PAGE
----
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Since January 2021, the College of Arts & Sciences has highlighted people putting service at the forefront as they helped to keep the University going during the COVID-19 pandemic.

As we had back to campus in July, we conclude this special feature with a spotlight on two College unsung heroes, Michael Rolleri in the department of dramatic art and Joanne Ekena in the department of biology.

Photos by Donn Young

Michael Rolleri, wearing a mask, sits in the production booth of Paul Green Theatre up high in the theater.
Michael Rolleri in the Paul Green Theatre for a PlayMakers’ production of “Edges of Time.” (photo by Donn Young)

Michael Rolleri, Professor and Head of the Graduate Technical Production Program

Production Manager, PlayMakers Repertory Company, both in the Department of Dramatic Art

What chief challenge or challenges have you had to overcome in doing your job in the middle of a pandemic?

On the production side of things, how do we keep the shops open and running safely? On the academic side, how and what do our graduate students learn and produce in this time, and how do we keep them safe? We had to adapt constantly to changing conditions.

Why are you passionate about what you do? What keeps you committed to doing your job in the College?

I am passionate about my job here. I love teaching, and at the same time I am still able to have a professional career in theater. The production staff is great; they are always willing to step up and try new materials and technologies. Every production is different and presents new things. There are no problems in theater, just challenges to overcome. On academic side, there is the excitement and love of teaching in the Graduate Technical Production Program. My colleagues and I say, “We do not teach, we mentor.” That’s a big difference, and it keeps the passion going.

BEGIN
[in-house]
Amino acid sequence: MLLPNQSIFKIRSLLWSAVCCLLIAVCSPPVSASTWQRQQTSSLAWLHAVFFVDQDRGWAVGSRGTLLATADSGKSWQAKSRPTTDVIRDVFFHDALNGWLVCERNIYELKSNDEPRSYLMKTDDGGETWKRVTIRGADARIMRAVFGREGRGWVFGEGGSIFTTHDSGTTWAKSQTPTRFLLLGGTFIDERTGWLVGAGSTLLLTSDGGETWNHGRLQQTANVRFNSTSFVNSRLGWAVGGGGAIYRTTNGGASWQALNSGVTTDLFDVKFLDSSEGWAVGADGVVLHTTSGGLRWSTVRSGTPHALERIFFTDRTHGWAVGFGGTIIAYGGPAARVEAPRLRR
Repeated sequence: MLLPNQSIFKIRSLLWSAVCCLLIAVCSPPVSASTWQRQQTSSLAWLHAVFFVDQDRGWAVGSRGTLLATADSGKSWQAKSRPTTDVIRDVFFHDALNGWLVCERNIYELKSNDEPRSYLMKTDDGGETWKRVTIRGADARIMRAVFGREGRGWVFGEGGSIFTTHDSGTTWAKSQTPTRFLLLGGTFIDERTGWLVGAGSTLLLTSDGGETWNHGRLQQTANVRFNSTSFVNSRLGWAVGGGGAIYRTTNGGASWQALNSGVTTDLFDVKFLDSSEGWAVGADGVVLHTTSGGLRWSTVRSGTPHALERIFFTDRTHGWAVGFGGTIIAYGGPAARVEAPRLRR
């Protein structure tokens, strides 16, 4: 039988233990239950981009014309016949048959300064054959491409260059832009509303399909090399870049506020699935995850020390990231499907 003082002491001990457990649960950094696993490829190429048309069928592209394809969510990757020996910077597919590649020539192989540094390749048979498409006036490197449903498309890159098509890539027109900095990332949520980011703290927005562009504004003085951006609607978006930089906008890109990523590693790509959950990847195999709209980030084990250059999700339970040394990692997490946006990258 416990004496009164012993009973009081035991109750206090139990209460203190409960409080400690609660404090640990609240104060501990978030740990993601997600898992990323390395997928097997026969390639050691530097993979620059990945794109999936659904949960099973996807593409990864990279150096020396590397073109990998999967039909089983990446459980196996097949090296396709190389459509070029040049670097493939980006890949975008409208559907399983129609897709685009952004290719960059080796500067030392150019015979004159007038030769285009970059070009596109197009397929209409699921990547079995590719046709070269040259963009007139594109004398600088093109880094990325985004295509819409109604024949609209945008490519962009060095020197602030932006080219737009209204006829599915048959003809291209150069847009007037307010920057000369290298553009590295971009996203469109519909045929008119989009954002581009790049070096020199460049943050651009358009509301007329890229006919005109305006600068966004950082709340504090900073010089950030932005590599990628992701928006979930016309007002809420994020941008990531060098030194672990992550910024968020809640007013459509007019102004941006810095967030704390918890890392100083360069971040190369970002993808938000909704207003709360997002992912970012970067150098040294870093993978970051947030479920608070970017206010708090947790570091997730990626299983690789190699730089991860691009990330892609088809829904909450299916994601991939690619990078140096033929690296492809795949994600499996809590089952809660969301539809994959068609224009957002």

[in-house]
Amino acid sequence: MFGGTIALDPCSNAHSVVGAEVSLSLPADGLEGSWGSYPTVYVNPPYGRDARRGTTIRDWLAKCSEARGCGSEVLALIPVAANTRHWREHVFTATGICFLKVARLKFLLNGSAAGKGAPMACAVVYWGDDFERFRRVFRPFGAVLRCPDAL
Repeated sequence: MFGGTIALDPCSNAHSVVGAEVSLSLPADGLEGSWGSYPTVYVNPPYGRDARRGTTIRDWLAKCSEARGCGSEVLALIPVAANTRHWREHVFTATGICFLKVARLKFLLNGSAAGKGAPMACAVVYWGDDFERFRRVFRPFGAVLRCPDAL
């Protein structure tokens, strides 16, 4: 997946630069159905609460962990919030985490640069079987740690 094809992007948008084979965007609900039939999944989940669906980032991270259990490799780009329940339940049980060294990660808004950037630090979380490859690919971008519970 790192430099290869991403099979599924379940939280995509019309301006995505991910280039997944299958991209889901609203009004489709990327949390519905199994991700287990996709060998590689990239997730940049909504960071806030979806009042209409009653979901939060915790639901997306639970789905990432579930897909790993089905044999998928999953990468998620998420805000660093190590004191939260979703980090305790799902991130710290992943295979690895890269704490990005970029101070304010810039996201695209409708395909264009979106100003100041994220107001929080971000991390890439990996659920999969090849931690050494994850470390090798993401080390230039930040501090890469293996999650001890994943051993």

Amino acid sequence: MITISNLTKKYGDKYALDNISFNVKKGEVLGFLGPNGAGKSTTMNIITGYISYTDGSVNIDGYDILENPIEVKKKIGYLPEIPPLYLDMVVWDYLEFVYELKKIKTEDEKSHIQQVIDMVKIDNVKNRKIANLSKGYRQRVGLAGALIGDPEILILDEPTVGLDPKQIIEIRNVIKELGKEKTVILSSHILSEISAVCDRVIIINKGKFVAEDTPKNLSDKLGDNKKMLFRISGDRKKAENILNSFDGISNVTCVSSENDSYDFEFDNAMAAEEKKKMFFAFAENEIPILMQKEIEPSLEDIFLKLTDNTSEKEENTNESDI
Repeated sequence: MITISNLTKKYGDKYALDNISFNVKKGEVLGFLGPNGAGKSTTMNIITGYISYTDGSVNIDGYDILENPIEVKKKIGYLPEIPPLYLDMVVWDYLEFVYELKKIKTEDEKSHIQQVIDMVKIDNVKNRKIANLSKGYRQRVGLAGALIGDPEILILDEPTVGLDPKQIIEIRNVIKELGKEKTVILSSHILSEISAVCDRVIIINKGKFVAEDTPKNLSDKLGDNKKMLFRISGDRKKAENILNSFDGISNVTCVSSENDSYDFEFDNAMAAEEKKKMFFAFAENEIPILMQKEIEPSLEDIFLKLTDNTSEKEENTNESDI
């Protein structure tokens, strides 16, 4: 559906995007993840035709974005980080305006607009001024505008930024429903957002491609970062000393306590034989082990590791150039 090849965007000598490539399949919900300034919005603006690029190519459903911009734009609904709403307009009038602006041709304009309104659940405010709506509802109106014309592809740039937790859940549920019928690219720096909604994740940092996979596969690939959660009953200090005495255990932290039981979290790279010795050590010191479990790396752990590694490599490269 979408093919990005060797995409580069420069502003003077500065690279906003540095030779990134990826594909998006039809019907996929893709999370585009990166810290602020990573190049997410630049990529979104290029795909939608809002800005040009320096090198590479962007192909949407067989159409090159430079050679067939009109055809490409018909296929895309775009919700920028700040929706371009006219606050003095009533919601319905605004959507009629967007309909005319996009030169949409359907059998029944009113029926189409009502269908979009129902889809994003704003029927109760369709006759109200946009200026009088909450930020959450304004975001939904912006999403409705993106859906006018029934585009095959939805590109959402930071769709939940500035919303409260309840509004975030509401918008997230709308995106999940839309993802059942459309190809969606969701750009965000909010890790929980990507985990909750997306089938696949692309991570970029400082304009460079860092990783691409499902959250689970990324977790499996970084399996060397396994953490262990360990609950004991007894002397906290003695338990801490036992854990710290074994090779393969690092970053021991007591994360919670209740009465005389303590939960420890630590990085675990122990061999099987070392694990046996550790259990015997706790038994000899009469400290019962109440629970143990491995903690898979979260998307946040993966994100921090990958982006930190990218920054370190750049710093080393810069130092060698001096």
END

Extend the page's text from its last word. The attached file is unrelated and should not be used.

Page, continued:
Read more about PlayMakers’ innovative and challenging season in this spring 2021 magazine story featuring Rolleri.

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Tight shot of Joanne Ekena in the Gladfelter lab.
Joanne Ekena in the Gladfelter lab. (photo by Donn Young)

Joanne Ekena, Lab Manager, Gladfelter Lab, Department of Biology

What chief challenge or challenges have you had to overcome in doing your job in the middle of a pandemic?

The Gladfelter Lab studies a range of processes including how fungal cells sense their shape, how cells organize their cytoplasm in physical space to regulate cellular processes and also looking for new, understudied fungi from extreme environments to identify new problems in biology.

My role is to manage the day-to-day lab needs so that this smorgasbord of experiments can happen. This is a challenge under normal circumstances, but with the addition of a pandemic I needed to help the lab pivot to a new normal. It was especially challenging for me to convert from being almost completely hands on at a lab bench to a temporary office at home reading literature, attending Zoom meetings and missing daily interactions with my coworkers. When some lab members started doing research on the SARS-CoV-2 virus, it was a challenge to get reagents to them despite the building lockdowns and lack of delivery services. I like to think I was able to make this happen with as much grace and compassion as possible.

Why are you passionate about what you do? What keeps you committed to doing your job in the College?

I have been passionate about science and nature since childhood (when my Dad let me look at pond scum through his microscope) and to have that be part of my eventual livelihood has been the greatest adventure. I am so excited and grateful to work in a place where I get to help make future scientists in some small way. I love teaching, and I love learning from my coworkers in return. Every day is something new.

Read previous “Lights on the Hill” features:

Jesse Moorefield, Melody Hunter-Pillion, Baskin Cooper (January)

Valerie Bernhardt (February)

Chloe Russell (March)

Christie Norris (April)

Shayla Evans-Hollingsworth (May)

 

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